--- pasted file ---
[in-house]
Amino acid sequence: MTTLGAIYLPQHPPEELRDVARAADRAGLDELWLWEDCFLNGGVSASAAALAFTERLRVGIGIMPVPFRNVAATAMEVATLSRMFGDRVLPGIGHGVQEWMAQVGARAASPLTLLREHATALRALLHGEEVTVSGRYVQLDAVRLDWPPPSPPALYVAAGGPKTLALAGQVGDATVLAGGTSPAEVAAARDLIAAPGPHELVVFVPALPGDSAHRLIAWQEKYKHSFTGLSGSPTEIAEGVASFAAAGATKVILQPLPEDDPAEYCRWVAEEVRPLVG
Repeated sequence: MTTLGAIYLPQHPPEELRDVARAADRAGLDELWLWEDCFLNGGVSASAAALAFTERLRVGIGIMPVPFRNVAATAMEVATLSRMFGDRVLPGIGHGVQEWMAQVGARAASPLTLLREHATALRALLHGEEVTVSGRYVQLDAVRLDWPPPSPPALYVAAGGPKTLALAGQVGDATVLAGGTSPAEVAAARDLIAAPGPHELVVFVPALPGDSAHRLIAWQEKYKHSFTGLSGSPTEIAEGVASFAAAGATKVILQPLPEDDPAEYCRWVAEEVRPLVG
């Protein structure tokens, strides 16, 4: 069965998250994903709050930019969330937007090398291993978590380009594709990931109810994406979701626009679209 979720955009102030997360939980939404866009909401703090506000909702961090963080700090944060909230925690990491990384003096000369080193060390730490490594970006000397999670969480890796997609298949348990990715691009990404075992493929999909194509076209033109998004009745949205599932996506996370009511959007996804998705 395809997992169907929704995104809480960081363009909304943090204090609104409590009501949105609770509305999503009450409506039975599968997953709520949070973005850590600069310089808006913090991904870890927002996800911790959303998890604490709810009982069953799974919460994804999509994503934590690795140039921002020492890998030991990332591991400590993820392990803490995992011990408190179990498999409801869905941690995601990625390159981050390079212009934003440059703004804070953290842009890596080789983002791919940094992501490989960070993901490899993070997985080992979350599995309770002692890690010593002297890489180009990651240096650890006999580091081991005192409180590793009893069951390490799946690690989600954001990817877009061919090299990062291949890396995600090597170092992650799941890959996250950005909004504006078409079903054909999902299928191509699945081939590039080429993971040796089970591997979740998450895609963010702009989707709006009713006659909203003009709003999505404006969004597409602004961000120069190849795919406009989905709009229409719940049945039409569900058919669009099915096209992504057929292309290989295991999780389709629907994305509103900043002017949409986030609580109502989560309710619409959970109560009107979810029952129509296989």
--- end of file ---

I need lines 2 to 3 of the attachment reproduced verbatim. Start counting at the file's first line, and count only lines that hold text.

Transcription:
Amino acid sequence: MTTLGAIYLPQHPPEELRDVARAADRAGLDELWLWEDCFLNGGVSASAAALAFTERLRVGIGIMPVPFRNVAATAMEVATLSRMFGDRVLPGIGHGVQEWMAQVGARAASPLTLLREHATALRALLHGEEVTVSGRYVQLDAVRLDWPPPSPPALYVAAGGPKTLALAGQVGDATVLAGGTSPAEVAAARDLIAAPGPHELVVFVPALPGDSAHRLIAWQEKYKHSFTGLSGSPTEIAEGVASFAAAGATKVILQPLPEDDPAEYCRWVAEEVRPLVG
Repeated sequence: MTTLGAIYLPQHPPEELRDVARAADRAGLDELWLWEDCFLNGGVSASAAALAFTERLRVGIGIMPVPFRNVAATAMEVATLSRMFGDRVLPGIGHGVQEWMAQVGARAASPLTLLREHATALRALLHGEEVTVSGRYVQLDAVRLDWPPPSPPALYVAAGGPKTLALAGQVGDATVLAGGTSPAEVAAARDLIAAPGPHELVVFVPALPGDSAHRLIAWQEKYKHSFTGLSGSPTEIAEGVASFAAAGATKVILQPLPEDDPAEYCRWVAEEVRPLVG